Increase translation and use of research evidence to improve population health outcomes

To achieve national goals of improving population health, more widespread adoption of evidence-based public health has been recommended. Evidence-based public health requires the effective translation and use of research evidence into public health practice and policy. Research evidence is only one type of evidence, but has the advantages of greater rigor, relevance and independence compared to other types of evidence (e.g. surveillance data, community reports , government reports). Conducting and publishing research evidence involves detailed documentation of methods, peer review, and external scrutiny, resulting in rigor and openness. These processes contribute to its systematic nature, help provide a means of judging the reliability of conclusions, and provide the opportunity to assess the validity and/or credibility of one claim against another. Although evidence-based public health policy should use a range of forms of evidence, in this Policy Evidence Brief we focus explicitly on the use of research evidence.

Research that informs public health is conducted in the hope that it will advance knowledge and ultimately result in improved population health. Indeed, governments invest in health research in the hope of reaping benefits, not only in terms of academic excellence, but also societal impacts on health and well-being. Despite this, the translation of research evidence into practice and policy remains relatively limited. The magnitude of the gap between research and practice and policy has prompted governments and research funders around the world to focus more on translating research into practice and policy and to increase the efficiency of resource allocation.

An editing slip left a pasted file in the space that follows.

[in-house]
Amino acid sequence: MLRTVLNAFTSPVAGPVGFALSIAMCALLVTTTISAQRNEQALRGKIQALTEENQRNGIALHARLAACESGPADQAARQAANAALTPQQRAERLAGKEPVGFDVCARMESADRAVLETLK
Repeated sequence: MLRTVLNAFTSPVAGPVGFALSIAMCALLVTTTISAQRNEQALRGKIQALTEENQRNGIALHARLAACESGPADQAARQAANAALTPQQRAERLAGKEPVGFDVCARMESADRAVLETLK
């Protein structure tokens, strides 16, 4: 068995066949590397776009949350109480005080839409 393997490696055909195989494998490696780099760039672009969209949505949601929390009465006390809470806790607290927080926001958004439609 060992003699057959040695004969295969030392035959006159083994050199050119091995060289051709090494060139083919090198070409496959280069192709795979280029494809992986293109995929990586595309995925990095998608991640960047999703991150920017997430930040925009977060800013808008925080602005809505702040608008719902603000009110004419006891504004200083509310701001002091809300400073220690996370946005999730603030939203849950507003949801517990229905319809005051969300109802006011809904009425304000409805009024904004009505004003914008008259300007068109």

In response to calls for increased evidence-based public health and increased research impacts, the objectives of this policy brief are to:

  • Present the main barriers to the application and use of research evidence in public health
  • Explore strategies that can overcome these barriers
  • Suggest policy options that could lead to more effective translation of research evidence and increased use of research evidence in practice and policy, to improve health outcomes for the population population.

In this policy brief, we focus on policy options for consideration by the Australian Government’s Department of Health. However, we recognize that improving the translation and use of research evidence also requires action from the whole system, including other federal government departments, States and locals and sectors (e.g. training researchers on how to effectively synthesize and disseminate their work to a range of audiences). Moreover, the policy options presented in this brief cannot address the barriers identified in isolation. These options need to be implemented as part of a system-wide approach that is needed to address the overarching problem of mistranslation and underuse of public health research evidence.

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